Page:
Freakin weekend

Hey team. Just wishing you all a fabbo weekend.

I'd like to also announce (like it matters?!) that I won't be regularly posting Friday Finds or Music for Mondayitis posts anymore. Quite frankly I don't listen to enough music or much music besides Ryan Adams to warrant a weekly music post. I've been starting to feel like a fraud. If you're desperate for cool tunes head over to For Me For You, she's the one who inspired my posts in the first place.

I hope y'all understand.

Til next week.


Guilt-free creativity




The other day, I spent a fair amount of time on the site 99U. It's the sort of creative thinking site where I can spend an hour feeling like I'm researching when really I'm just procrastinating. The article Guilt-Free Creativity: Stop Kicking Yourself & Start Producing by Elizabeth Grace Saunders really grabbed me. Was she writing just to me!?


We've all been there: You finally carve out the time to work on a big creative project and then you... choke. 
After counting on this break to really produce something, you're suddenly paralyzed by performance anxiety. 
But instead of showing up as fear on the surface, it manifests itself as guilt. If you don't proceed with caution, you can soon fritter away your creative fortune on nickel and dime activities.







Elizabeth goes on to list three challenges (and their solutions) that I'm currently facing:
  1. Guilt That You Have More Time Than Others
  2. Guilt That You're Not Making Money
  3. Guilt That You Are Progressing Too Slowly

I highly recommend the article even if you think this doesn't apply to you right now. I finished it comforted I wasn't alone but also armed with ways to knock back any creeping guilt.

Are you ever inclined to feel this way? Leave a comment if so.

These stunning photographs are by Magdalena Lutek of Nishe Photography. Found via Booooom.

Personal Pantone Pixel Project



Originally I was going to make an abstract image from the pixels but then I realised that a load of Pantone swatches are pretty abstract anyway and it would be much more interesting to create something personal. So this is an image of my mum and dad looking nice and positive in a kind of utopian world. The main challenge, and therefore the most interesting thing about this, was that I could only use each colour once. 
Rob Penny

What



It's been a few days of 'WHAT!?' for me. Almost every email I've received has left me a little 'huh?'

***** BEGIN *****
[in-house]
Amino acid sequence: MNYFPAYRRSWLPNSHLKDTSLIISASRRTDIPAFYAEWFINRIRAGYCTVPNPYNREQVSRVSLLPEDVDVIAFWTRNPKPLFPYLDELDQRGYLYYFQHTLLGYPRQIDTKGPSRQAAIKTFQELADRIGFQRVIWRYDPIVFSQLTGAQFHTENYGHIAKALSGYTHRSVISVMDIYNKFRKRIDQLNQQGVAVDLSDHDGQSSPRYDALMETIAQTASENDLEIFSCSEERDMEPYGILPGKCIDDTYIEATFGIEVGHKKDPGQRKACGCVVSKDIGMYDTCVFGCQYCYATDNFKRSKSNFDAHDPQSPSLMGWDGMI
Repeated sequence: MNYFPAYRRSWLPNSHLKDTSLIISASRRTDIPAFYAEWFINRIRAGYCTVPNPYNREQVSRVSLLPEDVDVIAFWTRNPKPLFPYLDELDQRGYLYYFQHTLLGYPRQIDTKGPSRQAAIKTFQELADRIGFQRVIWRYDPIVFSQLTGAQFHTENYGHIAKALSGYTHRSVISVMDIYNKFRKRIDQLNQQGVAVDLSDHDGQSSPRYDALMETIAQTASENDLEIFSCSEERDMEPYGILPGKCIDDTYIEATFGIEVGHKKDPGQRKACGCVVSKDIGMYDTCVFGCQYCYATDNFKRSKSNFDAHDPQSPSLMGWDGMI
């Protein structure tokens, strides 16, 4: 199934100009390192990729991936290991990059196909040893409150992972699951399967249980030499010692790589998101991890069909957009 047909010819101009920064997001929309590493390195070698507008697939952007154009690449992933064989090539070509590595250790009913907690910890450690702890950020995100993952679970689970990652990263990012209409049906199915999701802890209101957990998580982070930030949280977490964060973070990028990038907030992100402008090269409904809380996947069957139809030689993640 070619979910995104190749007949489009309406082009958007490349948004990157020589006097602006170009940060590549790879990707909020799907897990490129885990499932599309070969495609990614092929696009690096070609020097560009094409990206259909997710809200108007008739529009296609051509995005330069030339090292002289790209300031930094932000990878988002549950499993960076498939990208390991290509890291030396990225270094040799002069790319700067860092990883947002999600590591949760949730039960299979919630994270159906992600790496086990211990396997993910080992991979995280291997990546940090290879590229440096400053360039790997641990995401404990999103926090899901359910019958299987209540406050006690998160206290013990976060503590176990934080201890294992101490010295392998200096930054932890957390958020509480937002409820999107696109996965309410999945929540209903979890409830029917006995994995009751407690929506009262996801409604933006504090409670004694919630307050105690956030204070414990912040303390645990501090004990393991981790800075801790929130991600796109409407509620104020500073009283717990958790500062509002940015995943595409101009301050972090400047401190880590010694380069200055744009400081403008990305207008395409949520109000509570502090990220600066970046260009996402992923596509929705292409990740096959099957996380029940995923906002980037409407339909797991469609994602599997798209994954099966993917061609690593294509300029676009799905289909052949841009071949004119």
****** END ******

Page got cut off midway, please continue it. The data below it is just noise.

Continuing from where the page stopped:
Great pic from an unknown source. I promise, I tried to find the source.

Short: What's a girl doing here?

Loud flashes of yellow are all around you in New York—46,000 taxi sedans, vans and SUVs streaking the streets. Yet, only about 170 of them are driven by women, a percentage even lower than the national average. In all my years of hopping into cabs here, and elsewhere, I never met a female driver until I shot this documentary. 
Diana Diroy
   

Work, work, work


Action is hope. At the end of each day, when you’ve done your work, you lie there and think, Well, I’ll be damned, I did this today. It doesn’t matter how good it is, or how bad—you did it. At the end of the week you’ll have a certain amount of accumulation. At the end of a year, you look back and say, I’ll be damned, it’s been a good year. 
Ray Bradbury

Image from Upon A Fold. Quote found via Swiss Miss.

Two things at once



That's Lena Dunham in the doco Press Pause Play that I am yet to watch in full.

I do this. Do you?

I wonder how it influences our creative output -  not just in for better or worse but in the type of work our generation creates.

Music for Mondayitis

STUCK. IN. MY. HEAD.

A Friday Find



A nice weekend for swimming perhaps?


Photo: Kate and James on the set of Titanic. Did you read this week that Leo hated swimming on set? Source: Unknown.

Clams

Recently, I posted a film festival poster with a bunch of frequently used lines. The types of lines from movies your hear over and over again.

Not long after that I was listening to Scriptnotes, the weekly podcast from screenwriters John August and Craig Mazin (which if you have any interest in screenwriting you must listen to) and they delved into this crazy world of clams*.

John: So shall we do this? “Are you ready?”

Craig: “I was born ready.”

John: “Are you sitting down?”

Craig: “Let’s get out of here!”

John: “_____ is my middle name.”

Craig: “Is that all you got?” “I’m just getting started.”

John: “Are you thinking what I’m thinking?”

Craig: “Don’t you die on me!”

John: “Tell my wife and kids I love them.”

Craig: “Breathe, dammit!”

John: “Cover me. I’m going in.”

Craig: “He’s standing right behind me, isn’t he?”

And that's not even a third of the list they go through. Download Episode 52 of Scriptnotes here. The list starts about 12.50 but listen from 11.30 for the full into. It's a lot of fun.

Tell me, do you have a favourite?
I'm a sucker for an over-acted "NNNOOOOOoooooooooooooooo!"



*Clams as they state, is a term coined by writer Jane Espensen who's now dormant blog is still a rich source of screenwriting insights.

Why I... By Suzy

Back in July I wrote a post about Why I work alone and pondered the value of an extrovert vs introvert debate. Quite a few of you offered up your thoughts on the matter in the comments so I thought it would be a topic worth discussing more.

Suzy has kindly offered to weigh in with a follow up on her life as an 'extrovert fraud'...




"I'm an extrovert."

I'm sure this wasn't a lie at one point; I used to make lifelong friends in hotel swimming pools in cities across the country. I struck up conversation with every person to cross my path. First to arrive, last to leave. My days and nights were filled with parties and shows and road trips and, you know, just people.

I also loved writing and reading and art and music, but those things felt very isolating to me. You couldn't get together with a big group of friends and play piano. You couldn't go to a party and plant yourself in a corner with a notebook. At least, I, the extrovert, couldn't.